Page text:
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The Effects of the Kalamazoo Promise on College Choice

  • Rodney Andrews
  • Stephen DesJardins
  • Vimal Ranchhod

    ()

    (School of Economics, SALDRU, University of Cape Town)

To the surprise of the residents of Kalamazoo, Michigan, the Kalamazoo Promise was announced on November 10, 2005. Fully funded by anonymous donors, the Kalamazoo Promise offers to pay both the tuition and mandatory fees of graduates of Kalamazoo public high schools at any public college or university located in Michigan. To be eligible for the scholarship program students must graduate from a Kalamazoo public high school, reside in the school district, and have been enrolled in the Kalamazoo Public School (KPS) district for four years or more. Enrollment and residency must be continuous to be eligible for the nancial support. Students must gain admission to and enroll in a public State of Michigan community college, or four-year college or university. They must make regular progress toward a degree or certi cation and maintain a 2.0 grade point average at their postsecondary institution. Students must complete a minimum of 12 credit hours per semester, and if their cumulative grade point average drops below 2.0, they lose the funding, but it may be reinstated if the student is able to bring her grade point average up to at least a 2.0.

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Paper provided by Southern Africa Labour and Development Research Unit, University of Cape Town in its series SALDRU Working Papers with number 34.

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Date of creation: Jun 2009
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Handle: RePEc:ldr:wpaper:34
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  1. Kane, Thomas J, 1994. "College Entry by Blacks since 1970: The Role of College Costs, Family Background, and the Returns to Education," Journal of Political Economy, University of Chicago Press, vol. 102(5), pages 878-911, October.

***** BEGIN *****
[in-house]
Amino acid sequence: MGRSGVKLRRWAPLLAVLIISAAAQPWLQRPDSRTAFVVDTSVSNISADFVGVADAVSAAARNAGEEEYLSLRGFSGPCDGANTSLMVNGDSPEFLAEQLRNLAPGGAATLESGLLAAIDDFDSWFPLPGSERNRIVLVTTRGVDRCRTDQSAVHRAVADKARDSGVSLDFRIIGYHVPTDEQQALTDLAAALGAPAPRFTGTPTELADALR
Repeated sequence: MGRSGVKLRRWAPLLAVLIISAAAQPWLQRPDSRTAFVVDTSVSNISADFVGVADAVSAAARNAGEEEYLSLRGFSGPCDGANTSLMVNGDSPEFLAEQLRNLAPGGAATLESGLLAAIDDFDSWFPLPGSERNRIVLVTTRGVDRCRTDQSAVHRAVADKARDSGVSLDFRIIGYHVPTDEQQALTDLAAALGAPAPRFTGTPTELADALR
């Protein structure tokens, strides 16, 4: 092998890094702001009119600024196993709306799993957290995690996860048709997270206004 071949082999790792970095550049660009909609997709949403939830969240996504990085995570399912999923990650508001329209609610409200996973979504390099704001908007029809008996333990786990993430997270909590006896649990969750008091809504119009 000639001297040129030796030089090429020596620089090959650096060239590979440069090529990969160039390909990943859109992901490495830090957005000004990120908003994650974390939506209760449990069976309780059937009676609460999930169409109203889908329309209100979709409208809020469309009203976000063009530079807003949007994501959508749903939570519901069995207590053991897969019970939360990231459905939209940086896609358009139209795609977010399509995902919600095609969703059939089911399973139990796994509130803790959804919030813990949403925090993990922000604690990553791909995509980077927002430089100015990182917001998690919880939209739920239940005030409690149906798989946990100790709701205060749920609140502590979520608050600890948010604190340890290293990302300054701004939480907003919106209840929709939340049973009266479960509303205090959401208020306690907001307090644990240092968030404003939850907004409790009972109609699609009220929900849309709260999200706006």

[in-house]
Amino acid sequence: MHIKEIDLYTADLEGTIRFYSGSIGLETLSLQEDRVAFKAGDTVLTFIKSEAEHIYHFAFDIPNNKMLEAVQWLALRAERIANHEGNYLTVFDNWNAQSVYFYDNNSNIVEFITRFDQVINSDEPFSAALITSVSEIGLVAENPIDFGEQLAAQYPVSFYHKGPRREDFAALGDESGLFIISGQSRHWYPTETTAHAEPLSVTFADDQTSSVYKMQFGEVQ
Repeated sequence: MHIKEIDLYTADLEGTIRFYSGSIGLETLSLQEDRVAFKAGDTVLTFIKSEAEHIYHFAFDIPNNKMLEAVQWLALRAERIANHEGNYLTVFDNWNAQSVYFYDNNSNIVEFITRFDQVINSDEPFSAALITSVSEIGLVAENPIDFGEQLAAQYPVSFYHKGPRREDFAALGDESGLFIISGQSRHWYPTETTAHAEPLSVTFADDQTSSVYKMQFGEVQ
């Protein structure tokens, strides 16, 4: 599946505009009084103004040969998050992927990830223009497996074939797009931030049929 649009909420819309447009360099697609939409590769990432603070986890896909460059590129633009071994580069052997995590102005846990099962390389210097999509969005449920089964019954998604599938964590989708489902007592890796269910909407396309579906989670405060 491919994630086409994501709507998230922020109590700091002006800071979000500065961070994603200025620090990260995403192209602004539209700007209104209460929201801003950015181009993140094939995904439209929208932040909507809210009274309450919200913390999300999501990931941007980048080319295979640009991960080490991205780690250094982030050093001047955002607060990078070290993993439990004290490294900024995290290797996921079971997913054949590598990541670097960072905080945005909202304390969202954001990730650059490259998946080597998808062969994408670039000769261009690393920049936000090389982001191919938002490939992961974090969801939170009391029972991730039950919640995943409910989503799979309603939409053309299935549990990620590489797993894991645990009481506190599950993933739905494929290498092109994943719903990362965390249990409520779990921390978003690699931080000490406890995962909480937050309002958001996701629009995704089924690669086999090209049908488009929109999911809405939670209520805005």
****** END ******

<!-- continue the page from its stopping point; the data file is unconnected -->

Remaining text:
2. Susan Dynarski, 2000. "Hope for Whom? Financial Aid for the Middle Class and Its Impact on College Attendance," NBER Working Papers 7756, National Bureau of Economic Research, Inc.
  3. Katharine Abraham & Melissa A. Clark, 2003. "Financial Aid and Students' College Decisions: Evidence from the District of Columbia's Tuition Assistance Grant Program," NBER Working Papers 10112, National Bureau of Economic Research, Inc.
  4. John Bound & Sarah E. Turner, 1999. "Going to War and Going to College: Did World War II and the G.I. Bill Increase Educational Attainment for Returning Veterans?," NBER Working Papers 7452, National Bureau of Economic Research, Inc.
  5. Groen, Jeffrey A. & White, Michelle J., 2004. "In-state versus out-of-state students: the divergence of interest between public universities and state governments," Journal of Public Economics, Elsevier, vol. 88(9-10), pages 1793-1814, August.
  6. David Card & Alan B. Krueger, 2004. "Would the Elimination of Affirmative Action Affect Highly Qualified Minority Applicants? Evidence from California and Texas," NBER Working Papers 10366, National Bureau of Economic Research, Inc.
  7. Christopher Cornwell & David B. Mustard & Deepa J. Sridhar, 2006. "The Enrollment Effects of Merit-Based Financial Aid: Evidence from Georgia's HOPE Program," Journal of Labor Economics, University of Chicago Press, vol. 24(4), pages 761-786, October.
  8. Dynarski, Susan, 2000. "Hope for Whom? Financial Aid for the Middle Class and Its Impact on College Attendance," National Tax Journal, National Tax Association, vol. 53(n. 3), pages 629-62, September.
  9. Marianne Bertrand & Esther Duflo & Sendhil Mullainathan, 2002. "How Much Should We Trust Differences-in-Differences Estimates?," NBER Working Papers 8841, National Bureau of Economic Research, Inc.
  10. Thomas J. Kane, 2007. "Evaluating the Impact of the D.C. Tuition Assistance Grant Program," Journal of Human Resources, University of Wisconsin Press, vol. 42(3).
  11. Susan Dynarski, 2002. "The Behavioral and Distributional Implications of Aid for College," American Economic Review, American Economic Association, vol. 92(2), pages 279-285, May.
  12. repec:ebl:ecbull:v:9:y:2007:i:7:p:1-14 is not listed on IDEAS
  13. DesJardins, Stephen L. & Dundar, Halil & Hendel, Darwin D., 1999. "Modeling the College Application Decision Process in a Land-Grant University," Economics of Education Review, Elsevier, vol. 18(1), pages 117-132, February.
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